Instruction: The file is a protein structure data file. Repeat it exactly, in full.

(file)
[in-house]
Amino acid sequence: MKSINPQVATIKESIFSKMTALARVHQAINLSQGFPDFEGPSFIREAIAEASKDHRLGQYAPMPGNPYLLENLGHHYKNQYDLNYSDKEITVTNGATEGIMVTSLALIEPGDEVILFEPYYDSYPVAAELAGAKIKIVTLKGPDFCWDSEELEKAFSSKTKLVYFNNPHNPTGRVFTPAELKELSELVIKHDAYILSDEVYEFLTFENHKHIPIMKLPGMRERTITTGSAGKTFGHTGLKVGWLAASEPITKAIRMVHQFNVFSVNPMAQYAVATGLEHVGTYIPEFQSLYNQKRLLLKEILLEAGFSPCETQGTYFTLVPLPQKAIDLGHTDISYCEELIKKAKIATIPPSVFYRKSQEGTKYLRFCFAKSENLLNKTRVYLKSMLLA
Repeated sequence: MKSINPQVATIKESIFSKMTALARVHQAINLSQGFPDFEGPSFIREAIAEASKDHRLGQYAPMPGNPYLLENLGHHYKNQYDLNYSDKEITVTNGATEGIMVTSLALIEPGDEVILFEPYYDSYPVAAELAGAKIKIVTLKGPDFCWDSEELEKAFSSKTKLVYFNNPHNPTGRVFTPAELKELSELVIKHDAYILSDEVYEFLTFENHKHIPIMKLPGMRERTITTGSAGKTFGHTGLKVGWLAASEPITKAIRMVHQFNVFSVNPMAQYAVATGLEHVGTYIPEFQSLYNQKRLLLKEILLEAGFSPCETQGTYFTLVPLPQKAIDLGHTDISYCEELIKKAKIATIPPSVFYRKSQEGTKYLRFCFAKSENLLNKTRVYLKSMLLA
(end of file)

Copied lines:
[in-house]
Amino acid sequence: MKSINPQVATIKESIFSKMTALARVHQAINLSQGFPDFEGPSFIREAIAEASKDHRLGQYAPMPGNPYLLENLGHHYKNQYDLNYSDKEITVTNGATEGIMVTSLALIEPGDEVILFEPYYDSYPVAAELAGAKIKIVTLKGPDFCWDSEELEKAFSSKTKLVYFNNPHNPTGRVFTPAELKELSELVIKHDAYILSDEVYEFLTFENHKHIPIMKLPGMRERTITTGSAGKTFGHTGLKVGWLAASEPITKAIRMVHQFNVFSVNPMAQYAVATGLEHVGTYIPEFQSLYNQKRLLLKEILLEAGFSPCETQGTYFTLVPLPQKAIDLGHTDISYCEELIKKAKIATIPPSVFYRKSQEGTKYLRFCFAKSENLLNKTRVYLKSMLLA
Repeated sequence: MKSINPQVATIKESIFSKMTALARVHQAINLSQGFPDFEGPSFIREAIAEASKDHRLGQYAPMPGNPYLLENLGHHYKNQYDLNYSDKEITVTNGATEGIMVTSLALIEPGDEVILFEPYYDSYPVAAELAGAKIKIVTLKGPDFCWDSEELEKAFSSKTKLVYFNNPHNPTGRVFTPAELKELSELVIKHDAYILSDEVYEFLTFENHKHIPIMKLPGMRERTITTGSAGKTFGHTGLKVGWLAASEPITKAIRMVHQFNVFSVNPMAQYAVATGLEHVGTYIPEFQSLYNQKRLLLKEILLEAGFSPCETQGTYFTLVPLPQKAIDLGHTDISYCEELIKKAKIATIPPSVFYRKSQEGTKYLRFCFAKSENLLNKTRVYLKSMLLA